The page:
Our connection to nature has been an essential part of our survival since humans first evolved. To survive, we needed to be attuned to our surroundings so that we could find water and food, build shelter, and keep track of where we were. As a result, those who were better able to do these things and were more engaged and attentive to what nature was showing and telling them were more likely to have an evolutionary advantage and pass down their DNA (Capaldi, Dopko, & Zelenski, 2014). Only recently have we begun to live in urban environments that take us out of nature or minimize our exposure to it. Since our biology is programmed to connect to nature, though, we are missing out on key benefits of being surrounded by the outdoors. Research shows that contact with nature can lead to many significant benefits like better mood, increased ability to think and process information, and better physical health (Capaldi, Dopko, & Zelenski, 2014). It was even found that people feel happier when present in nature than when they are indoors or in a city (Capaldi, Dopko, & Zelenski, 2014).
The good news is that you don’t have to be completely off the beaten path and out in the woods for these benefits. One study looked at city-dwellers and assessed the impact of natural features and how they impacted mood and mental health (Bakolis, et al., 2018). These features included trees, gardens, parks, and the sounds of birds or water. They found that proximity to these features resulted in people reporting greater mental well-being and that there was also a lower rate of mental illness in those that lived close to natural features (Bakolis, et al., 2018). Exposure to these elements were time-lasting as well – meaning that the mood increases didn’t wear off as soon as one was absent from nature (Bakolis, et al., 2018).
The benefits of nature don’t end just with mood improvement though. Nature has even been found to have the ability to enhance people’s creativity (Plambech & Konijnendiiik van den Bosch, 2015). A study discovered that being in nature has the ability to engage our minds more creatively and focus our attention when developing new ideas (Plambech & Konijnendiiik van den Bosch, 2015). This same study also found that nature can have a calming effect that increases our mood, ability to problem solve, and make new mental connections (Plambech & Konijnendiiik van den Bosch, 2015).
As we’ve seen, there’s a lot of evidence that nature improves our mood and reduces stress. Sometimes, though, it’s not feasible to get out on a hike or drive to a place that is more removed from an urban environment. While working out in nature is a great way to build yourself physically and mentally, there are also ways to bring these benefits into your own home. Plants and trees are great at removing toxins from the environment and producing oxygen – essentially purifying and cleaning the air around them (Kim, et al., 2014). By placing indoor plants in your household, the concentration of organic toxins produced by dust, furniture, molds, or electronics is gradually reduced (Kim, et al., 2014). All of this improves the indoor air quality, allows for healthier breathing, and also offers some of the same benefits as being out in nature. Indoor plants have been shown to have a similarly positive impact on mental performance, reduced stress, and physical health as being out in nature does (Deng & Deng, 2018). This shows that integrating nature into an indoor space can be an effective way to bring the positive benefits of nature into your home (Deng & Deng, 2018).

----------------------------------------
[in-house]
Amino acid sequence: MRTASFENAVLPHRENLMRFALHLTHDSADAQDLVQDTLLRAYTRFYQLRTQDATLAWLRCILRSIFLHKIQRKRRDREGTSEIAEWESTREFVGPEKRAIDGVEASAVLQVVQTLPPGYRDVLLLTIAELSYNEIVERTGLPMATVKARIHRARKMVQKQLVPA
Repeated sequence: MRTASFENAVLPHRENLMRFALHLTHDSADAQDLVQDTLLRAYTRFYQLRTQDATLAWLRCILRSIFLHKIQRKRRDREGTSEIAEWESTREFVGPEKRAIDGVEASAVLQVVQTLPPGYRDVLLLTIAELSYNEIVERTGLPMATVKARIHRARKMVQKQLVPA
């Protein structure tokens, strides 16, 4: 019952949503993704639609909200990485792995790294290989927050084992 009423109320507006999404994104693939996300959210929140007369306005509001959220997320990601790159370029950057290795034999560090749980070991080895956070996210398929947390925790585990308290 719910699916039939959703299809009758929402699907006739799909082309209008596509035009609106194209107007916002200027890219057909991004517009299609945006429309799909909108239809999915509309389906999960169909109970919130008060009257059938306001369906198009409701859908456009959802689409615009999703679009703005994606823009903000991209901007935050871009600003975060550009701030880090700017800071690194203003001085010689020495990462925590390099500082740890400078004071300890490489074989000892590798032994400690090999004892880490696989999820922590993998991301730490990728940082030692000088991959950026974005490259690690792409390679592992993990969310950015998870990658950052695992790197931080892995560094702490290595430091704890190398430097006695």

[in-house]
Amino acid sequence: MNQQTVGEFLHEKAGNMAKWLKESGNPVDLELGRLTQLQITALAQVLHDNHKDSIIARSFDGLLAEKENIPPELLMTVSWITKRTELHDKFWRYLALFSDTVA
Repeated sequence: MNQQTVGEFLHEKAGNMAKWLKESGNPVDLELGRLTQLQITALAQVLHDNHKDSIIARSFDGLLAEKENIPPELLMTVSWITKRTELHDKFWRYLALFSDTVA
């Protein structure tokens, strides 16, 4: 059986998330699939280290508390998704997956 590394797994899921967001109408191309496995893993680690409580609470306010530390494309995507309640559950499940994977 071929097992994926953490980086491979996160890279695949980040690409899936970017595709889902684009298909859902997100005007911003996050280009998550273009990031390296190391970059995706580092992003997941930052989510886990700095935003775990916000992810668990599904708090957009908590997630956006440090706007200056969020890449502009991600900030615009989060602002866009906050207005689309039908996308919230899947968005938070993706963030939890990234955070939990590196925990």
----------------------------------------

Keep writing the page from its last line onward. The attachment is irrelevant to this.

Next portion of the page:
So, if you can’t get outdoors, bring the outdoors into your home! The benefits are significant and also make your home or desk space feel comforting and welcoming. Being in nature allows for greater creativity and productivity, improved mood, reduced stress and anxiety, and allows us to focus more attentively. Find ways to get outdoors and experience nature. Whether it’s taking a walk in the park, finding a hiking trail, or doing a workout outdoors; all of these options will put you in a better mood and are critical for self-care and improving your mental health.
Want help or ideas on how to continue your mental health and physical fitness education? Check out some of our awesome free classes at our offices on meditation, dance fitness, or our abs and core workout. We also have more tailored experiences where you can work with our trainers or enroll in classes that are more specific for your needs like our 30/30 Wellness Workout or our Meditation or Positive Affirmation Workshop.
Bakolis, I., Hammoud, R., Smythe, M., Gibbons, J., Davidson, N., Tognin, S., & Mechelli, A. (2018). Urban Mind: Using Smartphone Technologies to Investigate the Impact of Nature on Mental Well-Being in Real Time. BioScience, 134-145.
Capaldi, C., Dopko, R., & Zelenski, J. (2014). The relationship between nature connectedness and happiness: a meta-analysis. Frontiers in Psychology, 1-15.
Deng, L., & Deng, Q. (2018). The basic roles of indoor plants in human health and comfort. Environmental Science & Pollution Research, 36087-36101.
Kim, H.-H., Yang, J.-Y., Lee, J.-Y., Park, J.-W., Kim, K.-J., Lim, B.-S., . Lim, Y.-W. (2014). House-plant placement for indoor air purification and health benefits on asthmatics. Enivornmental health and toxicology, 14.1-14.8.
Plambech, T., & Konijnendiiik van den Bosch, C. (2015). The impact of nature on creativity – A study among Danish creative professionals. In Urban Forestry & Urban Greening, 255-263.